Sermon Archive

You might recognize the name Elizabeth Gilbert as the author of the bestselling novel Eat, Pray, Love.  Along with her fiction writing, Gilbert also writes and speaks about creativity – how it works and how it sometimes doesn’t work.  She tells stories about her own experiences with writer’s block and the fear of failure that can stop creativity dead in its tracks.

The Cold Within

Colossians 3:12-17
Leslee Fritz

The Cold Within

Six men, trapped by happenstance in the bleak and bitter cold.
Each one possessed a stick of wood, or so the story’s told.
Their dying fire in need of logs.  The first mam held his back.
For of the faces round the fire, he noticed one was black.

The next man looking cross the way saw one not of his church.
And could not bring himself to give the fire his stick of birch.
A third man sat in tattered clothes.  He gave his coat a hitch.
Why should his stick be put to use to warm the idle rich?

A rich man just sat back and thought of things he had in store.
And how to keep what he had earned from the lazy, shiftless poor.
The black man’s face bespoke revenge as their fire passed from site.
For all he saw in his stick of wood, was a chance to spite the white.

The last man of this forlorn group did naught except for gain.
Giving only to those who gave to him was how he played the game.
Their sticks clenched tight in death’s cold hands was proof of human sin.
For they didn’t die from the cold without; they died from the cold within.

I don’t know who wrote that poem.  I wish I did.

I stumbled upon it years ago when I was competing for my high school speech and debate team. (Yes, I was that kind of cool in high school).

I don’t recall ever competing with it.

And I don’t recall ever making a conscious decision to memorize it.

And yet, years later it remains – engrained in my memory banks.

In fact, it has become such a part of my subconscious that, at times, I hear lines and phrases rattling around in my head.

One line, in particular, frequently reappears.

It’s a line near the end – the one used to describe the last man – “giving only to those who gave to him was how he played the game.”

It would make sense that that specific line would be meaningful to me because of my job – working in government and politics, I spent a lot of time with people who gave only when they got something in return.

But I don’t think that’s the case.

No, I think this poem – and that line in particular – have stayed with me … and come back to me so frequently, but it is what I most fear becoming.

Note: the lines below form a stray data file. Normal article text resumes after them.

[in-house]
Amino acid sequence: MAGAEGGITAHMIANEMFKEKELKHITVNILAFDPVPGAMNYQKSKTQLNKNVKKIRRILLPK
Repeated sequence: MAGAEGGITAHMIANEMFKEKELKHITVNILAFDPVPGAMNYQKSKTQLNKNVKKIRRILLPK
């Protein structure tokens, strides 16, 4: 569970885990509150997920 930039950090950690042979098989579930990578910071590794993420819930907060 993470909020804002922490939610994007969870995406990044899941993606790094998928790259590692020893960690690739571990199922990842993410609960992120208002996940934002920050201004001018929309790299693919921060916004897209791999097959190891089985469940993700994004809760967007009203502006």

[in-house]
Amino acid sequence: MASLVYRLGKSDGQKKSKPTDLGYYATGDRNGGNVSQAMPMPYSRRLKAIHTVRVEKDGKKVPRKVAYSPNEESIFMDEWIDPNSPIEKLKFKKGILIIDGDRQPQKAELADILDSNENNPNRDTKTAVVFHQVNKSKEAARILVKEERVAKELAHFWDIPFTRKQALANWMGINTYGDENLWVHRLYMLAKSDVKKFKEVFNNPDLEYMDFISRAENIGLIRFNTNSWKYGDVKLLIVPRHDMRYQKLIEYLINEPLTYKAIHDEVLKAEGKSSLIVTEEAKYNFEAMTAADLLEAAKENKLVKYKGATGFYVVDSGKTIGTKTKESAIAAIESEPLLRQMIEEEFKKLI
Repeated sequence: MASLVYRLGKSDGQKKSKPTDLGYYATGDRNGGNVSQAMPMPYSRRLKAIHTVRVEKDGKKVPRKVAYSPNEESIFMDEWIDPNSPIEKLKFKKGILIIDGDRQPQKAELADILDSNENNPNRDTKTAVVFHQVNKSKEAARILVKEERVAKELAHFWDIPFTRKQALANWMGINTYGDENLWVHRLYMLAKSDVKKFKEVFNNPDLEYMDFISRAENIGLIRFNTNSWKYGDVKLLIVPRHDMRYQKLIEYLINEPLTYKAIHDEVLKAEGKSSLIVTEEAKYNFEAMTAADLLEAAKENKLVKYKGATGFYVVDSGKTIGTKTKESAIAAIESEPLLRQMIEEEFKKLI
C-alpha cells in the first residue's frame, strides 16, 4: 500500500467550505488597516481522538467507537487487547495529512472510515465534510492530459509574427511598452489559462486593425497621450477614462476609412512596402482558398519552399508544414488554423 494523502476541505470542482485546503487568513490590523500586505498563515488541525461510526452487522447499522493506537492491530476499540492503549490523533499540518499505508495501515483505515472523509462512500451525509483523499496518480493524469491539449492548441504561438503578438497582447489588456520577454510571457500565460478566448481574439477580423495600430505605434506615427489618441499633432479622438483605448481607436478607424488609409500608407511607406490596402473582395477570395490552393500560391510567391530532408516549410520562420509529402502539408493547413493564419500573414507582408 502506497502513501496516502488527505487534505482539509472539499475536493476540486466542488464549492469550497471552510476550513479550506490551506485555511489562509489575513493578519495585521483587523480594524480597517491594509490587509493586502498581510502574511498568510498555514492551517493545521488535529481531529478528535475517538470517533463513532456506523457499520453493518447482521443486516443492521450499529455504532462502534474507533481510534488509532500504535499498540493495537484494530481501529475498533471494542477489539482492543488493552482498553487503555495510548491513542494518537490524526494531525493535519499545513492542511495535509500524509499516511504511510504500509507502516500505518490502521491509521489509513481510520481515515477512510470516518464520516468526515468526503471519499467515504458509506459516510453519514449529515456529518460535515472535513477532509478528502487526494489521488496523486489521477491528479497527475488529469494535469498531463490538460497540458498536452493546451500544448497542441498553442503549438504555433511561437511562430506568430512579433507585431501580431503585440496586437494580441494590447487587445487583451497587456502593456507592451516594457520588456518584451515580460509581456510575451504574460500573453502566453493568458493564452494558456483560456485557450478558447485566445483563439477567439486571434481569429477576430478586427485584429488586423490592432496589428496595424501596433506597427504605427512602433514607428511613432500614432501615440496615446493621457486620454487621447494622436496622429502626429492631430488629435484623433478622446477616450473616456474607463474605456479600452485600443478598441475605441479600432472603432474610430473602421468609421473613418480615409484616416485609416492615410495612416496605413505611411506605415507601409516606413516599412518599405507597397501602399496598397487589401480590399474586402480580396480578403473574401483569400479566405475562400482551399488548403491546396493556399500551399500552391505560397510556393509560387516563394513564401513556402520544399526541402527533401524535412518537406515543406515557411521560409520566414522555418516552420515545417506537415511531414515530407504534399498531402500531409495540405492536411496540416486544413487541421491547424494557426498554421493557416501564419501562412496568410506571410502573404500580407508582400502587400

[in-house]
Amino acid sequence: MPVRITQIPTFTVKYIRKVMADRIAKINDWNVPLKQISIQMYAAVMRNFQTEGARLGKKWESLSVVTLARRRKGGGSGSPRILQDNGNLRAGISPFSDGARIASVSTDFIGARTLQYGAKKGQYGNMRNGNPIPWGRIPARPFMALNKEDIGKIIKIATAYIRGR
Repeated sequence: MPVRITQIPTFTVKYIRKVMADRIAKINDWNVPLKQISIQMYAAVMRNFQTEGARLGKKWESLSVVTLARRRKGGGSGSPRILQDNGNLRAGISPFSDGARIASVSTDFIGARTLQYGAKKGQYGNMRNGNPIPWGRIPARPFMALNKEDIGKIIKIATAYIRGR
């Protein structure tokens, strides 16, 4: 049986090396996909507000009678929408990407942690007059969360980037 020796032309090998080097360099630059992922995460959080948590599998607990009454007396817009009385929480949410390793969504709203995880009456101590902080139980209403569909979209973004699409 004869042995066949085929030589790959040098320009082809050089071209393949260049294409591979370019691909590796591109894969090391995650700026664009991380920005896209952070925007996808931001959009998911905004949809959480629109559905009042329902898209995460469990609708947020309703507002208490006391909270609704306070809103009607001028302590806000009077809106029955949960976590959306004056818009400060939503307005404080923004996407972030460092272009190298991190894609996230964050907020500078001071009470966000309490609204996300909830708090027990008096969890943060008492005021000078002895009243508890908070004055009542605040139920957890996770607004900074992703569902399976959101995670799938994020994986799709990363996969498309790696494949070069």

By the time I stumbled upon this poem – at age 15 or 16 – I was already a believer, committed to living my life as God was calling me to live.

But I didn’t yet understand what that meant.

Like every teenager, I longed to belong … to fit in.  And even though my understanding of faith was pretty naïve, I knew enough to know that behaviors and even the beliefs required of me to “fit in” didn’t match my faith.

As a teenager, the measures of success were social status and academic achievement and the right clothes.

For us as adults, its money, power and possessions.  Those are the yardsticks by which earthly success is judged.

Who God calls us to be … and who the world tells us to be are not the same.

About a year ago, a new survey was released – with great fanfare – that looked at Americans attitudes about success.  The headlines trumpeted the dramatic shift in American perspective.

Instead of money and prestige being at the top of the list of ways we define success, now Americans believe that the most important ingredient in being successful is happiness.

The key finding in the study, according to one of the researchers, was that Americans no longer put material possessions but rather put their feelings – specifically happiness, first.

But if you looked a little closer at the data … the number one thing people said made them happy was money.

I’ve relearned that lesson again just recently. 

Tell the world you’ve quit your high-paying job that people perceive as one of influence and power in order to become a minister and you’ll get a fast reminder of what our world values. 

I recently updated my LinkedIn profile to reflect my new job and actually had multiple people tell me my account had been hacked and “crazy stuff” had been added to my profile.  One person emailed to tell me to “hurry and fix it before people start to believe it’s true.”

Paul’s letter to the church at Colassae reminds us that this is not a new challenge.

From the earliest days, Christians have struggled to live out their values in a world that doesn’t share them.

Understanding who the Colossians were might better help us identify with their situation.

Colossae had once been a thriving city on an active trade route in Asia Minor (modern day Turkey).  As a result, it was a city of wealth and influence.